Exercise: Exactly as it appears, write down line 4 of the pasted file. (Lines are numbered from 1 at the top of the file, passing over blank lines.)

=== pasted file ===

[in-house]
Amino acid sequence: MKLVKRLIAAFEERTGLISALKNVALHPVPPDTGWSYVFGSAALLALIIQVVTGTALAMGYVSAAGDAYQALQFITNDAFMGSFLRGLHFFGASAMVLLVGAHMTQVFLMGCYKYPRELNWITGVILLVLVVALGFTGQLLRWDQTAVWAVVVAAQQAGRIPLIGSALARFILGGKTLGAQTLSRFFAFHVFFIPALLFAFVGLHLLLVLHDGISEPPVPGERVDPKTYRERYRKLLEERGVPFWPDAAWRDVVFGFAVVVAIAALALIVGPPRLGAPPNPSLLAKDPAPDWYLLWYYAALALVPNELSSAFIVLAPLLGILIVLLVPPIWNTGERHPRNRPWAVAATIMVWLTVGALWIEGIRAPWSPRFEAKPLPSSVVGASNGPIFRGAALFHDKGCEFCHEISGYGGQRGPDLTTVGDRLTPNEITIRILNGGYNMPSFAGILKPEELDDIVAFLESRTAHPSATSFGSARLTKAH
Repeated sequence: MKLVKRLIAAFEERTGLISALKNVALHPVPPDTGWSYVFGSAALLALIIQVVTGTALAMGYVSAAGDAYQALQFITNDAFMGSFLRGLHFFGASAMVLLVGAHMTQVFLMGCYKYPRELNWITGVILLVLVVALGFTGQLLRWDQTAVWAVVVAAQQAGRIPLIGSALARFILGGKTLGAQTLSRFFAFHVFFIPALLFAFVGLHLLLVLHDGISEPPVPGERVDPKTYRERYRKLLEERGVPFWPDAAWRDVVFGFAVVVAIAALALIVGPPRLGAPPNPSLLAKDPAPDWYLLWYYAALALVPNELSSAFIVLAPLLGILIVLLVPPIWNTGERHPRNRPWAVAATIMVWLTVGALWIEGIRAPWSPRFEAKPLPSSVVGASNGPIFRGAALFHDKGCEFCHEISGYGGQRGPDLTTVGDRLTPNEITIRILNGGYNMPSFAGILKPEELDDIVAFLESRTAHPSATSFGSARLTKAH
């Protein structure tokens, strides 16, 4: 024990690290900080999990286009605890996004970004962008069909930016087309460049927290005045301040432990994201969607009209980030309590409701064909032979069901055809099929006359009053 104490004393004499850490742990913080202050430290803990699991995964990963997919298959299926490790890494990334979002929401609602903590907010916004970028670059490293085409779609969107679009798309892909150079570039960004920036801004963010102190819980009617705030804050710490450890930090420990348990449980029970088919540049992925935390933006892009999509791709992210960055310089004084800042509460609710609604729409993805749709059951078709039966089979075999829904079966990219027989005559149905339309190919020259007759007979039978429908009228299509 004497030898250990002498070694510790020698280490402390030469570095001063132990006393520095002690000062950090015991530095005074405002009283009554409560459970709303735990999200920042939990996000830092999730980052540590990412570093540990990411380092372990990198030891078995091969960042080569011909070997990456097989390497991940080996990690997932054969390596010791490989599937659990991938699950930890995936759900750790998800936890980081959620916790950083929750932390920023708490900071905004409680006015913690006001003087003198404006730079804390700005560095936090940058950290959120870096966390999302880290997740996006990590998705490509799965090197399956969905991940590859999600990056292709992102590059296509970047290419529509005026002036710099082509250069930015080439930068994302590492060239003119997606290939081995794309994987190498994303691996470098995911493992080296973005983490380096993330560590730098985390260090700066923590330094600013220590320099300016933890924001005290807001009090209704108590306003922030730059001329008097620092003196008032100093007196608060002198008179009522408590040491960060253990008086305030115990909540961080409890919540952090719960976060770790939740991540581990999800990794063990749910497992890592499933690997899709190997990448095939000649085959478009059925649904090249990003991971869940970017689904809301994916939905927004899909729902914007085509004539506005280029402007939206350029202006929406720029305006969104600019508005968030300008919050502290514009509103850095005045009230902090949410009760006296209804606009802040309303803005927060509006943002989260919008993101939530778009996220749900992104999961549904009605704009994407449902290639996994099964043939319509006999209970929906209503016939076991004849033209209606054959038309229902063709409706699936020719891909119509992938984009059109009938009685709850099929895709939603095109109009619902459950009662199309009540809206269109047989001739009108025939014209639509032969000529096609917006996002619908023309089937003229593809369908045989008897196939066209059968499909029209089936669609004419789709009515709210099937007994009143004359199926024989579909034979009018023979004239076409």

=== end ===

């Protein structure tokens, strides 16, 4: 024990690290900080999990286009605890996004970004962008069909930016087309460049927290005045301040432990994201969607009209980030309590409701064909032979069901055809099929006359009053 104490004393004499850490742990913080202050430290803990699991995964990963997919298959299926490790890494990334979002929401609602903590907010916004970028670059490293085409779609969107679009798309892909150079570039960004920036801004963010102190819980009617705030804050710490450890930090420990348990449980029970088919540049992925935390933006892009999509791709992210960055310089004084800042509460609710609604729409993805749709059951078709039966089979075999829904079966990219027989005559149905339309190919020259007759007979039978429908009228299509 004497030898250990002498070694510790020698280490402390030469570095001063132990006393520095002690000062950090015991530095005074405002009283009554409560459970709303735990999200920042939990996000830092999730980052540590990412570093540990990411380092372990990198030891078995091969960042080569011909070997990456097989390497991940080996990690997932054969390596010791490989599937659990991938699950930890995936759900750790998800936890980081959620916790950083929750932390920023708490900071905004409680006015913690006001003087003198404006730079804390700005560095936090940058950290959120870096966390999302880290997740996006990590998705490509799965090197399956969905991940590859999600990056292709992102590059296509970047290419529509005026002036710099082509250069930015080439930068994302590492060239003119997606290939081995794309994987190498994303691996470098995911493992080296973005983490380096993330560590730098985390260090700066923590330094600013220590320099300016933890924001005290807001009090209704108590306003922030730059001329008097620092003196008032100093007196608060002198008179009522408590040491960060253990008086305030115990909540961080409890919540952090719960976060770790939740991540581990999800990794063990749910497992890592499933690997899709190997990448095939000649085959478009059925649904090249990003991971869940970017689904809301994916939905927004899909729902914007085509004539506005280029402007939206350029202006929406720029305006969104600019508005968030300008919050502290514009509103850095005045009230902090949410009760006296209804606009802040309303803005927060509006943002989260919008993101939530778009996220749900992104999961549904009605704009994407449902290639996994099964043939319509006999209970929906209503016939076991004849033209209606054959038309229902063709409706699936020719891909119509992938984009059109009938009685709850099929895709939603095109109009619902459950009662199309009540809206269109047989001739009108025939014209639509032969000529096609917006996002619908023309089937003229593809369908045989008897196939066209059968499909029209089936669609004419789709009515709210099937007994009143004359199926024989579909034979009018023979004239076409």